The core of PR is relationship building. If the PR consultant you’re interviewing doesn’t have solid and long-standing professional relationships with key contacts in the media outlets most relevant to your industry, then she’s not the one for you.
Likewise, she should also have a good sense of the kinds of stories relevant media outlets want to tell and an ability to frame pitches about your business that match those outlets’ editorial wants and needs. The age of the press release is dead. She should be writing personal emails or making personal phone calls with creative, perfectly angled story ideas for her reporter/writer/blogger contacts.
6. If the reporter or writer doesn’t bite, then what?
This goes back to relationships. A PR pro will follow up gently and politely on the same pitch once. If the reporter doesn’t bite, then she backs off and tries a different story angle at a later time. Nothing will ruin your business’ relationship with the media faster than if your PR consultant hounds them for coverage.
7. How quickly do you typically respond to writers’ or reporters’ inquiries?
This is media outlet dependent, but a pro should make an initial response to press inquiries as quickly as possible, particularly if they’re from an online or breaking news outlet where time is of the essence. In those cases, immediate response is critical.
8. Will you prep me for interviews with the media? How?
Most reporters want to speak directly with company executives for interviews rather than merely talking to your PR contractor. Your consultant should prep you for media interviews by helping you craft a list of key talking points for interviews as well as by running you through questions a reporter will likely ask. Make sure your PR consultant is willing to be present for interviews to help steer conversations and assist you with answering tough questions.
9. How do you typically handle negative press or crisis communications?
If your PR firm advises you against engaging with the press when there is a crisis or when you’ve received bad publicity and advises you to respond to inquiries with “no comment,” run fast and hard. No response basically relinquishes any control you might be able to exercise over public perception of your business. Honesty and transparency are the best policies, and she should be encouraging you to act accordingly. Strong relationships with the media (and the public) are founded on trust.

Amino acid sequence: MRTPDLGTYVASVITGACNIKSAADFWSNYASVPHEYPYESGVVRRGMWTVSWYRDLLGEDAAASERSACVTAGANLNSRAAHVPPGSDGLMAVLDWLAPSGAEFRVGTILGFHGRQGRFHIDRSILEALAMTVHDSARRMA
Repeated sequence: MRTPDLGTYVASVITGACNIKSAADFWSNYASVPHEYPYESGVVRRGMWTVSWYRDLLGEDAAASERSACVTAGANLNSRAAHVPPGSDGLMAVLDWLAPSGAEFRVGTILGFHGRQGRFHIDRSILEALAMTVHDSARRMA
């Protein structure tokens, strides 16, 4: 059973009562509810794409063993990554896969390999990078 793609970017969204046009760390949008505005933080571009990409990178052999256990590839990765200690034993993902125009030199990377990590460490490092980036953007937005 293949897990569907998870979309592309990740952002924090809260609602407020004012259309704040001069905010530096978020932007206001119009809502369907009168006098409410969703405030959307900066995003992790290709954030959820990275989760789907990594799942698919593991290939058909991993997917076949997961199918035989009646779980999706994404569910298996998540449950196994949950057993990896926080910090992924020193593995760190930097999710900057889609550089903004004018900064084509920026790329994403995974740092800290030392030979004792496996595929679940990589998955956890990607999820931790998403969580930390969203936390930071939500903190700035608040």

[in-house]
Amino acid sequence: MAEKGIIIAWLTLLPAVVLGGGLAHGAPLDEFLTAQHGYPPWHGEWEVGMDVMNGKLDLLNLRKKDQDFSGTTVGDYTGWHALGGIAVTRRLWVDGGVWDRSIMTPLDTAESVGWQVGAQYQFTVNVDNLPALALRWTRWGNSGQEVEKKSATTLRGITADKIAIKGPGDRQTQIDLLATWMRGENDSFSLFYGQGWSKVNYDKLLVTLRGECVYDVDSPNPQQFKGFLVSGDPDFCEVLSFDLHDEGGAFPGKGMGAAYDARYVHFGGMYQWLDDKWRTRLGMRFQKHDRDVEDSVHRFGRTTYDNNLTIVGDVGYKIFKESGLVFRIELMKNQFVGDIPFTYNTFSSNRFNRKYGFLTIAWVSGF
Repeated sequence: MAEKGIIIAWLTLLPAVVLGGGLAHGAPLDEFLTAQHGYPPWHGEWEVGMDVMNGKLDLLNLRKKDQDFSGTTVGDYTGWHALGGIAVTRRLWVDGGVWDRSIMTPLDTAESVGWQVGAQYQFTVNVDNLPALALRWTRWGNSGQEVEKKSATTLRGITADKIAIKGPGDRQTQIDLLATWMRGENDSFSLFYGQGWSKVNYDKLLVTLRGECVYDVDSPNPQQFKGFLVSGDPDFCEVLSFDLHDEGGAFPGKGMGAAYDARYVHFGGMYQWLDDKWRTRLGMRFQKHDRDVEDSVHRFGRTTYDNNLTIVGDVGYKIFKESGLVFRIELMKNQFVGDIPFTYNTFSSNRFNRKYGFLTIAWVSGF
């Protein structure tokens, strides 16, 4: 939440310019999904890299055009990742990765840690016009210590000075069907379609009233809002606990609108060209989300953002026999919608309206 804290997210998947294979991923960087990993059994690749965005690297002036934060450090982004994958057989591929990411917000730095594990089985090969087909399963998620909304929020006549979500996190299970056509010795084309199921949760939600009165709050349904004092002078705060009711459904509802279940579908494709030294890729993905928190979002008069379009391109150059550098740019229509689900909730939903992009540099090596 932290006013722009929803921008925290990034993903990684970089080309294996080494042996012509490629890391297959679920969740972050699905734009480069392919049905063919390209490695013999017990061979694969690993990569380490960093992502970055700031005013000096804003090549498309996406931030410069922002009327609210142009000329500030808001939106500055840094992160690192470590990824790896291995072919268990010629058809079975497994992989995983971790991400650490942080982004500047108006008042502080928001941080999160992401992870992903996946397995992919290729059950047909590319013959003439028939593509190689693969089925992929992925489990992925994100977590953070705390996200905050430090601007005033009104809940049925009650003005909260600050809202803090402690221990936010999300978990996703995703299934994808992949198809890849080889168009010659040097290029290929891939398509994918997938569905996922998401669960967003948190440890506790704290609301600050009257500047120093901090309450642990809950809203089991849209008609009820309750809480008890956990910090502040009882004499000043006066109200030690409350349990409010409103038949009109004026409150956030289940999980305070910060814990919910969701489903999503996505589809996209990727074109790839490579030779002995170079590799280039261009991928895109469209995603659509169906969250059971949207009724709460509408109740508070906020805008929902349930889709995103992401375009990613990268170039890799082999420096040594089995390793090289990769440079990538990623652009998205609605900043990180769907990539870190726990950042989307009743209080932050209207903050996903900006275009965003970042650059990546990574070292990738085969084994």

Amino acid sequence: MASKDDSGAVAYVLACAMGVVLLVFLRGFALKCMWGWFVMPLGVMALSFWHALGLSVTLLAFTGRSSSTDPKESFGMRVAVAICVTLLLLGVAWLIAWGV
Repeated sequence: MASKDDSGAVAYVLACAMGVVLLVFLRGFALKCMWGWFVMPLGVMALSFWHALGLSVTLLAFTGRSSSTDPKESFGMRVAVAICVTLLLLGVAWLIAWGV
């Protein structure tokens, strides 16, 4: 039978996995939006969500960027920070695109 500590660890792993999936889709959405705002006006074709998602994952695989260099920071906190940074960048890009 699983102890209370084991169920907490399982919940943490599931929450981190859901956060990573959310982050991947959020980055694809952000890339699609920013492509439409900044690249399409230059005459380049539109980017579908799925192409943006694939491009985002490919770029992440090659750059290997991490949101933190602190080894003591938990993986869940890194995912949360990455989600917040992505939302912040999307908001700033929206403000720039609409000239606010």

10. How much do you promote your clients through social media? Which platforms do you use, and why?
Any PR firm worth its salt today knows the power of social media. In fact, 81 percent of PR professionals recently indicated in an ING survey that they don’t feel they can do their jobs today without social media, which has enabled “word-of-mouth” transfer of information to have a viral and global reach. And few things are as valuable to promoting your brand as its endorsement by family and friends, something which social media can provide on a grand scale.
But not all social media outlets are the same. Your PR firm should encourage you to focus your attention on one or two outlets of the greatest relevance to your target market, so that you have the time to fully engage with your prospects and customers on those outlets. If your target market is middle-aged moms, then you probably want your company active on Facebook; if you’re looking to get coverage of your business on CNN or in The New York Times, then you should have a presence and active engagement on Twitter, where all the journalists hang out.
So you know what questions to ask when interviewing a potential PR consultant. But where do you find that consultant? Your first avenue should be through referrals from other executives in your industry or similar industries who are happy with their results. You can also find PR firms through the Public Relations Society of America.
But don’t assume a consultant needs to be a PRSA member to be good. The real test of a PR pro is results. Make sure the person you hire has a history of producing them.
Deborah R. Huso is an award-winning writer and founding partner of niche communications firm Write Well Media.